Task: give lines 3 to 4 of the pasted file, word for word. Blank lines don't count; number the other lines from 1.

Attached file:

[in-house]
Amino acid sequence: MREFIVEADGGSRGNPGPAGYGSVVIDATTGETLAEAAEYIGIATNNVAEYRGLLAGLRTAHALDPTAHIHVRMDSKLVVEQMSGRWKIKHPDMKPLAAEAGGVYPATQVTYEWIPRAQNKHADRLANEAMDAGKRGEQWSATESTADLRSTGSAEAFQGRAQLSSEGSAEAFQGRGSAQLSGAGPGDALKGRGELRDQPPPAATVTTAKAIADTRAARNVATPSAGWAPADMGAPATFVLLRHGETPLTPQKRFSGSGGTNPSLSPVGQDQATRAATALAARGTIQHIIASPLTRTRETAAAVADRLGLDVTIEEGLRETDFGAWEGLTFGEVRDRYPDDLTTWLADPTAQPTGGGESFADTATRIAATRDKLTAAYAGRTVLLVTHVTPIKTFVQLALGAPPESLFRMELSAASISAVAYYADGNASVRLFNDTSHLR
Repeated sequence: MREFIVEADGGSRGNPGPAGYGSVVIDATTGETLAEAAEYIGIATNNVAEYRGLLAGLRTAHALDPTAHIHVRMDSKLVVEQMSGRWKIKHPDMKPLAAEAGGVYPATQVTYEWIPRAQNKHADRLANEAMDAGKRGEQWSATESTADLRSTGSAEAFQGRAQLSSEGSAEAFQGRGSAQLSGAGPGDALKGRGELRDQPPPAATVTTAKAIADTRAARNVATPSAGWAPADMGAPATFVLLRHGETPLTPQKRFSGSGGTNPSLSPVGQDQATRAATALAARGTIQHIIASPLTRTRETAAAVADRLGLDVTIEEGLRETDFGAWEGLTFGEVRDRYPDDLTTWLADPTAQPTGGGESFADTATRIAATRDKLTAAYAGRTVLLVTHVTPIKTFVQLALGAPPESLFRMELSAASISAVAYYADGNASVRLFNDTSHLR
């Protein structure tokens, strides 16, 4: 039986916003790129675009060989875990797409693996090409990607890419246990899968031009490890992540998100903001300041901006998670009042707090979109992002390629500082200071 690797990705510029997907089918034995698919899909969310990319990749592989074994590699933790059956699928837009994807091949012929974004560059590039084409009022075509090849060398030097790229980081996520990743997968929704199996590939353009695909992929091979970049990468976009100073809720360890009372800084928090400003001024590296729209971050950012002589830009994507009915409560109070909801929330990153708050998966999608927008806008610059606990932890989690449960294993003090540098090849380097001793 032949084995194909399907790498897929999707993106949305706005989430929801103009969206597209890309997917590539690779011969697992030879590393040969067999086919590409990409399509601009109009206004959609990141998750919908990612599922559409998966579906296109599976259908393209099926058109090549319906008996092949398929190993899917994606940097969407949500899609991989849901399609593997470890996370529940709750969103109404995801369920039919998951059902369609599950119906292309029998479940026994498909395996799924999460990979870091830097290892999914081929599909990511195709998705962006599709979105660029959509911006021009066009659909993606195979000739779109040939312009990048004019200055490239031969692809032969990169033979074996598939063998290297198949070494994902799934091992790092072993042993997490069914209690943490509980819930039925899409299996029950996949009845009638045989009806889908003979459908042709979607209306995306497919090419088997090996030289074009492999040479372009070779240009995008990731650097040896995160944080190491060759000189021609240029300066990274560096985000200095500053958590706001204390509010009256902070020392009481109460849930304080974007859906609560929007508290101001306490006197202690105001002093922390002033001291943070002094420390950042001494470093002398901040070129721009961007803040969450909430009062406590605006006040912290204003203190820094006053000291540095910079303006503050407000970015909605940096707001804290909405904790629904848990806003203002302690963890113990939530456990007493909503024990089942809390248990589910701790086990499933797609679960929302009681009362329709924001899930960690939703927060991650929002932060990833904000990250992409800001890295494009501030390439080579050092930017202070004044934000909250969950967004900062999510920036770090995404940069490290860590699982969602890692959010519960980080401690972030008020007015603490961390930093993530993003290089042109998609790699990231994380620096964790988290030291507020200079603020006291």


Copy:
Repeated sequence: MREFIVEADGGSRGNPGPAGYGSVVIDATTGETLAEAAEYIGIATNNVAEYRGLLAGLRTAHALDPTAHIHVRMDSKLVVEQMSGRWKIKHPDMKPLAAEAGGVYPATQVTYEWIPRAQNKHADRLANEAMDAGKRGEQWSATESTADLRSTGSAEAFQGRAQLSSEGSAEAFQGRGSAQLSGAGPGDALKGRGELRDQPPPAATVTTAKAIADTRAARNVATPSAGWAPADMGAPATFVLLRHGETPLTPQKRFSGSGGTNPSLSPVGQDQATRAATALAARGTIQHIIASPLTRTRETAAAVADRLGLDVTIEEGLRETDFGAWEGLTFGEVRDRYPDDLTTWLADPTAQPTGGGESFADTATRIAATRDKLTAAYAGRTVLLVTHVTPIKTFVQLALGAPPESLFRMELSAASISAVAYYADGNASVRLFNDTSHLR
């Protein structure tokens, strides 16, 4: 039986916003790129675009060989875990797409693996090409990607890419246990899968031009490890992540998100903001300041901006998670009042707090979109992002390629500082200071 690797990705510029997907089918034995698919899909969310990319990749592989074994590699933790059956699928837009994807091949012929974004560059590039084409009022075509090849060398030097790229980081996520990743997968929704199996590939353009695909992929091979970049990468976009100073809720360890009372800084928090400003001024590296729209971050950012002589830009994507009915409560109070909801929330990153708050998966999608927008806008610059606990932890989690449960294993003090540098090849380097001793 032949084995194909399907790498897929999707993106949305706005989430929801103009969206597209890309997917590539690779011969697992030879590393040969067999086919590409990409399509601009109009206004959609990141998750919908990612599922559409998966579906296109599976259908393209099926058109090549319906008996092949398929190993899917994606940097969407949500899609991989849901399609593997470890996370529940709750969103109404995801369920039919998951059902369609599950119906292309029998479940026994498909395996799924999460990979870091830097290892999914081929599909990511195709998705962006599709979105660029959509911006021009066009659909993606195979000739779109040939312009990048004019200055490239031969692809032969990169033979074996598939063998290297198949070494994902799934091992790092072993042993997490069914209690943490509980819930039925899409299996029950996949009845009638045989009806889908003979459908042709979607209306995306497919090419088997090996030289074009492999040479372009070779240009995008990731650097040896995160944080190491060759000189021609240029300066990274560096985000200095500053958590706001204390509010009256902070020392009481109460849930304080974007859906609560929007508290101001306490006197202690105001002093922390002033001291943070002094420390950042001494470093002398901040070129721009961007803040969450909430009062406590605006006040912290204003203190820094006053000291540095910079303006503050407000970015909605940096707001804290909405904790629904848990806003203002302690963890113990939530456990007493909503024990089942809390248990589910701790086990499933797609679960929302009681009362329709924001899930960690939703927060991650929002932060990833904000990250992409800001890295494009501030390439080579050092930017202070004044934000909250969950967004900062999510920036770090995404940069490290860590699982969602890692959010519960980080401690972030008020007015603490961390930093993530993003290089042109998609790699990231994380620096964790988290030291507020200079603020006291």